The gathered rustics saw a gentleman with an air of wild gaiety dismounting from a noble brown horse; his hair was almost shaken free from powder, and he wore no hat (having flung it disdainfully aside as he rode through the tempered sunshine of the glorious woods); his cloak, of an exquisite blue colour, showed satins beneath; the rustics marked the knots of gold ribbon at his knee, the red-heeled shoes he wore—and scented an adventure.

The Prince, on his side, saw a low, thatched house with long shadows slanting under the caves, and the swallows in a row on the signpost. He entered the parlour, that looked over the great garden behind, and found it sweet beyond words.

The walls were white, the ceiling was low; a great brown clock, curiously carved, ticked loudly; there was a long shelf filled with tankards and bright glittering glasses; huge deep chairs, their wooden arms polished with much use, stood about, cushioned in faded velvets. The window, with its diamond pane of thick greenish glass, was set wide, and the tall pinks nodded against the wide sill.

A romance indeed!—and this, the fitting resting-place after a ride through fairyland. The Prince had not found ever anything so beautiful as he found this place. He went to the window; he saw a multitude of flowers that he did not know the names of, beyond the frail blossoms of apple trees, and beyond them the towers of the Castle of Strelitz-Homburg.

He had crossed the borders; he was in her country.

Presently he went out into the garden, and walked slowly, quiet with happiness, among the flowers. Hesse-Homburg and his brother were in another world. In his incongruous ball dress, with his cloak falling from his shoulders and his bright hair for once unloosed, he wandered among the uneven paths, looking at the flowers, stooping now and then to lift their heads in his hands. Once he brought his lips to the open roses.

At the end of the garden was a row of beehives; behind them a wooden paling shut off the orchard. A few white sheep rested under the apple trees, and the fallen blossoms lay delicately on the tall grass.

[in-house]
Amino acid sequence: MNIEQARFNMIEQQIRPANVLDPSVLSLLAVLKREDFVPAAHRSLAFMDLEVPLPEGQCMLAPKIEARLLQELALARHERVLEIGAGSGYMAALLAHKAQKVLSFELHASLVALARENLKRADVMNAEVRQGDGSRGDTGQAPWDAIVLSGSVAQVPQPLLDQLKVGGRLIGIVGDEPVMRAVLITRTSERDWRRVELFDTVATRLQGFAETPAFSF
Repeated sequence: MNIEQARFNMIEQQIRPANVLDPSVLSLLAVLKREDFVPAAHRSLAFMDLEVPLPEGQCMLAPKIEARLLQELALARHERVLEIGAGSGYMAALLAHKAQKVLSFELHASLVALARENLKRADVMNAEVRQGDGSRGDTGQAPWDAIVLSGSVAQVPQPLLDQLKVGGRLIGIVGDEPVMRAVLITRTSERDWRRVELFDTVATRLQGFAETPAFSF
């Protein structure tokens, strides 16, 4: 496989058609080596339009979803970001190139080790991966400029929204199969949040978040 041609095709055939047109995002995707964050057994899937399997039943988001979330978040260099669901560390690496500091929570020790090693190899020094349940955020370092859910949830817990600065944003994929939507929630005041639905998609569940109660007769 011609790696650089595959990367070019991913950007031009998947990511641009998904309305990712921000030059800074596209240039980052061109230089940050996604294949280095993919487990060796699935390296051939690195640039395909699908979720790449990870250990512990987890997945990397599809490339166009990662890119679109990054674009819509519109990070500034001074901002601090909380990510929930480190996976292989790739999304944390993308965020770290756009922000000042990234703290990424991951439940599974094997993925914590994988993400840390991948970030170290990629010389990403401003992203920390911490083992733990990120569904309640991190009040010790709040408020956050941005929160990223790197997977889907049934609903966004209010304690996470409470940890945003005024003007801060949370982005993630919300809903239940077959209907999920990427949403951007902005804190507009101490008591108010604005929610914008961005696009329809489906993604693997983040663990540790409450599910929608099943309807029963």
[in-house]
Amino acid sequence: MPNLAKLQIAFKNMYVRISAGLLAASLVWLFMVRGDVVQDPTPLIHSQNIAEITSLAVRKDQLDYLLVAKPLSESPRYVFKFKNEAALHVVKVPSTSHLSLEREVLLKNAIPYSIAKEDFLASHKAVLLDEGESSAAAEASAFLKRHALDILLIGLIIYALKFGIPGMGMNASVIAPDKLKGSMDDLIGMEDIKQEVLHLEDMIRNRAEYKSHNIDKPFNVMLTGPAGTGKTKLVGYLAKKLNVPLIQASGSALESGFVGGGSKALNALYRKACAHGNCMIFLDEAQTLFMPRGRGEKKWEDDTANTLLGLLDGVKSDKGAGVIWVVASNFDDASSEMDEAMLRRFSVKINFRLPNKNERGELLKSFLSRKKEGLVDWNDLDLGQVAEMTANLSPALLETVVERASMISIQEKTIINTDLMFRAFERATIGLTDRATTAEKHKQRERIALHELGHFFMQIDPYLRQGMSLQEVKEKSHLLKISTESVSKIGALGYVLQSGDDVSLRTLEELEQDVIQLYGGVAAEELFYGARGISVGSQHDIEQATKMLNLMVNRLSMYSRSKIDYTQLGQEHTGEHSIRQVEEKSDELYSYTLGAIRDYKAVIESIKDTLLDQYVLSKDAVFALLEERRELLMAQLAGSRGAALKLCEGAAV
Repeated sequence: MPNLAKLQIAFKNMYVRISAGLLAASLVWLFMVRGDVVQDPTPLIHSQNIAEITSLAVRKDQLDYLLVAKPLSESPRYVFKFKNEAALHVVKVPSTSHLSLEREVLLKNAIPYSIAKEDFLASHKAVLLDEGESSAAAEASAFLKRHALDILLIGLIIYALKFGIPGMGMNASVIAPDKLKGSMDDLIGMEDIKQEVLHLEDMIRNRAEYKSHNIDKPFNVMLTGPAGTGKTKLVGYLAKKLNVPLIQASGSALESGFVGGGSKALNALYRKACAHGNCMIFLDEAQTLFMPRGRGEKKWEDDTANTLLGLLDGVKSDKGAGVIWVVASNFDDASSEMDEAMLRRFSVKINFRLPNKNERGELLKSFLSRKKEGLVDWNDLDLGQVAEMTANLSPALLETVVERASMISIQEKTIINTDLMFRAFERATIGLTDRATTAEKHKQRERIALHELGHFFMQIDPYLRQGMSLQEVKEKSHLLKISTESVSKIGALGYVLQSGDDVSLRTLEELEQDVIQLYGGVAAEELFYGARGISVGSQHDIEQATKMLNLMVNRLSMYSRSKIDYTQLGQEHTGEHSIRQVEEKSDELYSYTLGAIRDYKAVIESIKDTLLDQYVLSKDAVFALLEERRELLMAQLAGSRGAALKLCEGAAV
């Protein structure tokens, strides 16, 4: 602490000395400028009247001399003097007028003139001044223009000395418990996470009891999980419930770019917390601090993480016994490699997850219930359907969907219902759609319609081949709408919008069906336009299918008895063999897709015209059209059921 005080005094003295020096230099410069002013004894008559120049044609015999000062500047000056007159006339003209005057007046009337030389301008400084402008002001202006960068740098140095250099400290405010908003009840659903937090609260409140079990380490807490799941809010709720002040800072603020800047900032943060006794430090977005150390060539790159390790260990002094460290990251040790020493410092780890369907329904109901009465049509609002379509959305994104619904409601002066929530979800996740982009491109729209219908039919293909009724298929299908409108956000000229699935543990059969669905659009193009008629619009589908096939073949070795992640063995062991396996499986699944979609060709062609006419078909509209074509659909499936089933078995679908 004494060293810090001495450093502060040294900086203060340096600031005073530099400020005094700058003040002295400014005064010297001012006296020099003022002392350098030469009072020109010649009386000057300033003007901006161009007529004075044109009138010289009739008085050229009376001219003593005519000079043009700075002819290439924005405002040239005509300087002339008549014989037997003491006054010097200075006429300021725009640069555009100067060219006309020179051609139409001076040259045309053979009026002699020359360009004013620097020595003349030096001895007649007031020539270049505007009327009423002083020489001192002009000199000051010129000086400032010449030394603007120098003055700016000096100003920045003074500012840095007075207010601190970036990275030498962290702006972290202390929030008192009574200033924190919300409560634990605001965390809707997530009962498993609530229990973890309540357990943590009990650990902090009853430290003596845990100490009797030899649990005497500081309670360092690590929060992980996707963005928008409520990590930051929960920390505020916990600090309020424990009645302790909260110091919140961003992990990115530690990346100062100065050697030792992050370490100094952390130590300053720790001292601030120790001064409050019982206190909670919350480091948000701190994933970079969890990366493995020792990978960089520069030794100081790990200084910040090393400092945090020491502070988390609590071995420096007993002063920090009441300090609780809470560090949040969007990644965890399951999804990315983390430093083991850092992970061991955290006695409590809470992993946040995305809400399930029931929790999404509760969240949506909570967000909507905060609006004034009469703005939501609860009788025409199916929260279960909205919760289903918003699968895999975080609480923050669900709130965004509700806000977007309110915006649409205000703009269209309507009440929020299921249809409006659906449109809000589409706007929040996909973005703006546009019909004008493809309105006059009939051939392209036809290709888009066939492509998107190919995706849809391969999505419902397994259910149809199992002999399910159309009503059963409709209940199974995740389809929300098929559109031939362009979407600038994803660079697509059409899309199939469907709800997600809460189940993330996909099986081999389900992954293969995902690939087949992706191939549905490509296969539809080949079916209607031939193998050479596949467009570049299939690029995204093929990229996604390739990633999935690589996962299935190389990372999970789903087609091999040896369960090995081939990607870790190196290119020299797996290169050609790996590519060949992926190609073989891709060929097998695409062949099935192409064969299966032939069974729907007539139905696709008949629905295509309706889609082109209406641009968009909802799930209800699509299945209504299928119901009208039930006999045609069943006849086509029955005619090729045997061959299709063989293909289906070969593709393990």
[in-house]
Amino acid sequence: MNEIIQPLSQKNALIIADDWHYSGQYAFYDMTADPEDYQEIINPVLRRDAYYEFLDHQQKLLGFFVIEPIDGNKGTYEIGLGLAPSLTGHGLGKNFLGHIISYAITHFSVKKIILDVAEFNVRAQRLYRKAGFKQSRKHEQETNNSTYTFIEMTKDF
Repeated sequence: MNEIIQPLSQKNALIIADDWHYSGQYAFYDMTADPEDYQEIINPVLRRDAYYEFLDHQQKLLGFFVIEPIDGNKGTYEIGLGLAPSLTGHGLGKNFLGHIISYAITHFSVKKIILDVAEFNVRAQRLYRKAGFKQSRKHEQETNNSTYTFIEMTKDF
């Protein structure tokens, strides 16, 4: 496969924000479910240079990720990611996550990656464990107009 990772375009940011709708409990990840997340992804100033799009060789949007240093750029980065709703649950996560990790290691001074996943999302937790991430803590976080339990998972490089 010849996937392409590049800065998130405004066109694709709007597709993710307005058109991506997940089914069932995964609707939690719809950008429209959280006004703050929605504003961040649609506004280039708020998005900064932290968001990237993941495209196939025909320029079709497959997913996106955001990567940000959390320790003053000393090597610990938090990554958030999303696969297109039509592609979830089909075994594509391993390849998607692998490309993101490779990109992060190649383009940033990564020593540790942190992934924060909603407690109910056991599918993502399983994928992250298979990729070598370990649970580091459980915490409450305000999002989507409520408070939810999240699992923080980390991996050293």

The Prince looked beyond this to her castle walls.

"When shall the morning come again?
'Tis only once for churls or kings.
Present joy's worth future pain,
And youth is heir of many things."

He would not let his May of life slip, he would not live to say, "Once I might have gone to her and put my fortune to the test, but I was afraid."

Slowly through the flowers he went back, and because of something in his face they served him silently, though they wondered who this was that rode in dancing shoes and bore himself so carelessly.

He took his meal alone in the low, fragrant parlour. The clock struck five in deep tones, a tortoiseshell cat jumped in at the window and rubbed itself against one of the empty chairs; a murmur of voices came softly through the half-open door.

The Prince ate a little of the fresh white bread they brought him, then rose and shook out his hair afresh, and tied it with its long black ribbon. As he did this his cloak slipped and fell to the ground, and he stood revealed in his glimmering rose pink, with a great knot of dull crimson on one shoulder. The diamonds winked in his sword-hilt and in the brooch under his radiant face.

The little fair-haired maid entered, and stood amazed. He turned with a sudden smile, and asked for some of the roses from the garden, and that his horse might be saddled. Her blue eyes widened.

"Have you run away?" she asked.

"Yes," said the Prince, "I have run away."

"It is like a fairy tale," she answered. She picked up his cloak timidly, and gave it to him; then she was gone, light of foot, and he saw her pass the window, her plaits gleaming in the still sunshine. She came to his saddle bow when he had mounted with her hands full of flowers, and he rode away with her gifts of roses, white, pink, and red, tied with his handkerchief and hanging to his pommel.

The way lay first through a little pine wood, then a narrow lane bordered with fields of young wheat winding into open meadow land, where the hawthorn was wonderful, and so at last into a broad white road with the castle gates and their guardian lions majestic ahead.

He rode up to the entrance and past it to where the wall rose only to his horse's knees, and he could look over it and behold the sweeping park land beyond. And in the first glance he gave through the trees he saw her.

She was with a company of ladies coming slowly down a shaded glade. She wore a lemon-coloured silk; she was not very near, but he knew her at once, even though her face was hidden.